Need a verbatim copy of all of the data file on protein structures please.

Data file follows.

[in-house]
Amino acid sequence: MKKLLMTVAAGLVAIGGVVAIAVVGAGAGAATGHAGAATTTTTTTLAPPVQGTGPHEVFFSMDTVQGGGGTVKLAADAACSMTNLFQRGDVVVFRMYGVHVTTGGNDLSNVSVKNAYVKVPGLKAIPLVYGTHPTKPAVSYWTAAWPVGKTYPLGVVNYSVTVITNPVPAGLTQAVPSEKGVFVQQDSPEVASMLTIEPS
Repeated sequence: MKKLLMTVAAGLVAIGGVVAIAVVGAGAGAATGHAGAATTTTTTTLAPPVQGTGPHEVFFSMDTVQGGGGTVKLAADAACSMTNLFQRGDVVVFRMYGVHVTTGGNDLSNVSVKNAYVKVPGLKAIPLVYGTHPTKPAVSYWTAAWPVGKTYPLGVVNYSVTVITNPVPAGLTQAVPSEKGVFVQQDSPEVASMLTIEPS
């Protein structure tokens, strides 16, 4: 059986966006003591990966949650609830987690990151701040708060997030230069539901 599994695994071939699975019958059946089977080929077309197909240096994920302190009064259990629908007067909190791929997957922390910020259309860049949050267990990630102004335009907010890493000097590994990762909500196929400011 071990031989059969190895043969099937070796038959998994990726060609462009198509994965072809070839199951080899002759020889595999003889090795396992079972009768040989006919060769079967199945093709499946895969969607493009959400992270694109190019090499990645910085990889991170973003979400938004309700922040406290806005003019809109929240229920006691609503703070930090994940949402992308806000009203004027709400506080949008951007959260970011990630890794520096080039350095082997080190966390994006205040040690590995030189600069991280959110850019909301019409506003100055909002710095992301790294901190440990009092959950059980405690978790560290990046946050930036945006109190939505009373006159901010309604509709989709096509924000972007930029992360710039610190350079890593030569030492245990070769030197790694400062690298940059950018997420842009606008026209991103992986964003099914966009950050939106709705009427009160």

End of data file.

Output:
[in-house]
Amino acid sequence: MKKLLMTVAAGLVAIGGVVAIAVVGAGAGAATGHAGAATTTTTTTLAPPVQGTGPHEVFFSMDTVQGGGGTVKLAADAACSMTNLFQRGDVVVFRMYGVHVTTGGNDLSNVSVKNAYVKVPGLKAIPLVYGTHPTKPAVSYWTAAWPVGKTYPLGVVNYSVTVITNPVPAGLTQAVPSEKGVFVQQDSPEVASMLTIEPS
Repeated sequence: MKKLLMTVAAGLVAIGGVVAIAVVGAGAGAATGHAGAATTTTTTTLAPPVQGTGPHEVFFSMDTVQGGGGTVKLAADAACSMTNLFQRGDVVVFRMYGVHVTTGGNDLSNVSVKNAYVKVPGLKAIPLVYGTHPTKPAVSYWTAAWPVGKTYPLGVVNYSVTVITNPVPAGLTQAVPSEKGVFVQQDSPEVASMLTIEPS
């Protein structure tokens, strides 16, 4: 059986966006003591990966949650609830987690990151701040708060997030230069539901 599994695994071939699975019958059946089977080929077309197909240096994920302190009064259990629908007067909190791929997957922390910020259309860049949050267990990630102004335009907010890493000097590994990762909500196929400011 071990031989059969190895043969099937070796038959998994990726060609462009198509994965072809070839199951080899002759020889595999003889090795396992079972009768040989006919060769079967199945093709499946895969969607493009959400992270694109190019090499990645910085990889991170973003979400938004309700922040406290806005003019809109929240229920006691609503703070930090994940949402992308806000009203004027709400506080949008951007959260970011990630890794520096080039350095082997080190966390994006205040040690590995030189600069991280959110850019909301019409506003100055909002710095992301790294901190440990009092959950059980405690978790560290990046946050930036945006109190939505009373006159901010309604509709989709096509924000972007930029992360710039610190350079890593030569030492245990070769030197790694400062690298940059950018997420842009606008026209991103992986964003099914966009950050939106709705009427009160």